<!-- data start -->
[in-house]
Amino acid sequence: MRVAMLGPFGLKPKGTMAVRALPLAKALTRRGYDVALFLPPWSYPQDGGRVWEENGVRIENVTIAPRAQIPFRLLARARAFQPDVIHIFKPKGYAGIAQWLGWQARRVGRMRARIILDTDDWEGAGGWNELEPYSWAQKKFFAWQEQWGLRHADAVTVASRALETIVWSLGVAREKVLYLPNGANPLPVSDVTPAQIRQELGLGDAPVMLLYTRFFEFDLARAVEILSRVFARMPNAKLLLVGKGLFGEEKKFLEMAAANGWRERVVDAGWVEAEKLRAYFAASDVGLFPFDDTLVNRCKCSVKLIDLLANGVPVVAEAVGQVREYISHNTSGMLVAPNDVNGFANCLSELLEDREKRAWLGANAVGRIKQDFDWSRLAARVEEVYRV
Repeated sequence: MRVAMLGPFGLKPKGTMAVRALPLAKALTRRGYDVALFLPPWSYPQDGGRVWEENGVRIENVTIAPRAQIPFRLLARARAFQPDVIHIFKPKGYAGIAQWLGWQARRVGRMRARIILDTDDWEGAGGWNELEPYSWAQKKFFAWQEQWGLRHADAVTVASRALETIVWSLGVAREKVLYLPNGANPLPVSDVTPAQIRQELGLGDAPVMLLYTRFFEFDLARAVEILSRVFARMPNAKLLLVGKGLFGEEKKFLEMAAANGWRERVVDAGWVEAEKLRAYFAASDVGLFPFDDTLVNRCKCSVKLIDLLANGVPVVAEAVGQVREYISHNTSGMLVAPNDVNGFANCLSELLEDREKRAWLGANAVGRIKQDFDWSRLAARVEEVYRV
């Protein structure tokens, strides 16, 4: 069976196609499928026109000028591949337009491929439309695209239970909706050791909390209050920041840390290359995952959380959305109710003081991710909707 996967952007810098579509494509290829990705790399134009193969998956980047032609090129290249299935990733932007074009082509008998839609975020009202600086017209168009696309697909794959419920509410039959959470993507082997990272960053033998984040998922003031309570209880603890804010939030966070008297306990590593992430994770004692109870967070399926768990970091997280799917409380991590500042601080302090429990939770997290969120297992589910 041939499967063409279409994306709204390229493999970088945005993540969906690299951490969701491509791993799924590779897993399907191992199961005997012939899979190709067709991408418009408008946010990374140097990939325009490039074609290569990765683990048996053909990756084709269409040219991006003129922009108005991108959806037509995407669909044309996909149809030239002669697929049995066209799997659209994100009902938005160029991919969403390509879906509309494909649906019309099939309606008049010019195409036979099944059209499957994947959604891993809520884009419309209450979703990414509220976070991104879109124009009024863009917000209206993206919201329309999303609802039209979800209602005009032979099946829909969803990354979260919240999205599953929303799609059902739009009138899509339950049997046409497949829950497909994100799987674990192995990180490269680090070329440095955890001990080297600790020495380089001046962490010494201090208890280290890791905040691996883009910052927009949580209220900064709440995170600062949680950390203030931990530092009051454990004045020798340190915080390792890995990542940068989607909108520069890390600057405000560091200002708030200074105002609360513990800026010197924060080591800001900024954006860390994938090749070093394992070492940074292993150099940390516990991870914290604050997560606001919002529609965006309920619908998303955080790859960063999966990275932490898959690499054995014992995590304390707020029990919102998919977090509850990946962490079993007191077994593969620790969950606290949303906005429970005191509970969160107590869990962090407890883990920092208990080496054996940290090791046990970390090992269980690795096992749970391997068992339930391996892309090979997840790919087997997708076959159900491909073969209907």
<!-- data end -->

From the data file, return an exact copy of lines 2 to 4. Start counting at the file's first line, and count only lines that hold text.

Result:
Amino acid sequence: MRVAMLGPFGLKPKGTMAVRALPLAKALTRRGYDVALFLPPWSYPQDGGRVWEENGVRIENVTIAPRAQIPFRLLARARAFQPDVIHIFKPKGYAGIAQWLGWQARRVGRMRARIILDTDDWEGAGGWNELEPYSWAQKKFFAWQEQWGLRHADAVTVASRALETIVWSLGVAREKVLYLPNGANPLPVSDVTPAQIRQELGLGDAPVMLLYTRFFEFDLARAVEILSRVFARMPNAKLLLVGKGLFGEEKKFLEMAAANGWRERVVDAGWVEAEKLRAYFAASDVGLFPFDDTLVNRCKCSVKLIDLLANGVPVVAEAVGQVREYISHNTSGMLVAPNDVNGFANCLSELLEDREKRAWLGANAVGRIKQDFDWSRLAARVEEVYRV
Repeated sequence: MRVAMLGPFGLKPKGTMAVRALPLAKALTRRGYDVALFLPPWSYPQDGGRVWEENGVRIENVTIAPRAQIPFRLLARARAFQPDVIHIFKPKGYAGIAQWLGWQARRVGRMRARIILDTDDWEGAGGWNELEPYSWAQKKFFAWQEQWGLRHADAVTVASRALETIVWSLGVAREKVLYLPNGANPLPVSDVTPAQIRQELGLGDAPVMLLYTRFFEFDLARAVEILSRVFARMPNAKLLLVGKGLFGEEKKFLEMAAANGWRERVVDAGWVEAEKLRAYFAASDVGLFPFDDTLVNRCKCSVKLIDLLANGVPVVAEAVGQVREYISHNTSGMLVAPNDVNGFANCLSELLEDREKRAWLGANAVGRIKQDFDWSRLAARVEEVYRV
């Protein structure tokens, strides 16, 4: 069976196609499928026109000028591949337009491929439309695209239970909706050791909390209050920041840390290359995952959380959305109710003081991710909707 996967952007810098579509494509290829990705790399134009193969998956980047032609090129290249299935990733932007074009082509008998839609975020009202600086017209168009696309697909794959419920509410039959959470993507082997990272960053033998984040998922003031309570209880603890804010939030966070008297306990590593992430994770004692109870967070399926768990970091997280799917409380991590500042601080302090429990939770997290969120297992589910 041939499967063409279409994306709204390229493999970088945005993540969906690299951490969701491509791993799924590779897993399907191992199961005997012939899979190709067709991408418009408008946010990374140097990939325009490039074609290569990765683990048996053909990756084709269409040219991006003129922009108005991108959806037509995407669909044309996909149809030239002669697929049995066209799997659209994100009902938005160029991919969403390509879906509309494909649906019309099939309606008049010019195409036979099944059209499957994947959604891993809520884009419309209450979703990414509220976070991104879109124009009024863009917000209206993206919201329309999303609802039209979800209602005009032979099946829909969803990354979260919240999205599953929303799609059902739009009138899509339950049997046409497949829950497909994100799987674990192995990180490269680090070329440095955890001990080297600790020495380089001046962490010494201090208890280290890791905040691996883009910052927009949580209220900064709440995170600062949680950390203030931990530092009051454990004045020798340190915080390792890995990542940068989607909108520069890390600057405000560091200002708030200074105002609360513990800026010197924060080591800001900024954006860390994938090749070093394992070492940074292993150099940390516990991870914290604050997560606001919002529609965006309920619908998303955080790859960063999966990275932490898959690499054995014992995590304390707020029990919102998919977090509850990946962490079993007191077994593969620790969950606290949303906005429970005191509970969160107590869990962090407890883990920092208990080496054996940290090791046990970390090992269980690795096992749970391997068992339930391996892309090979997840790919087997997708076959159900491909073969209907």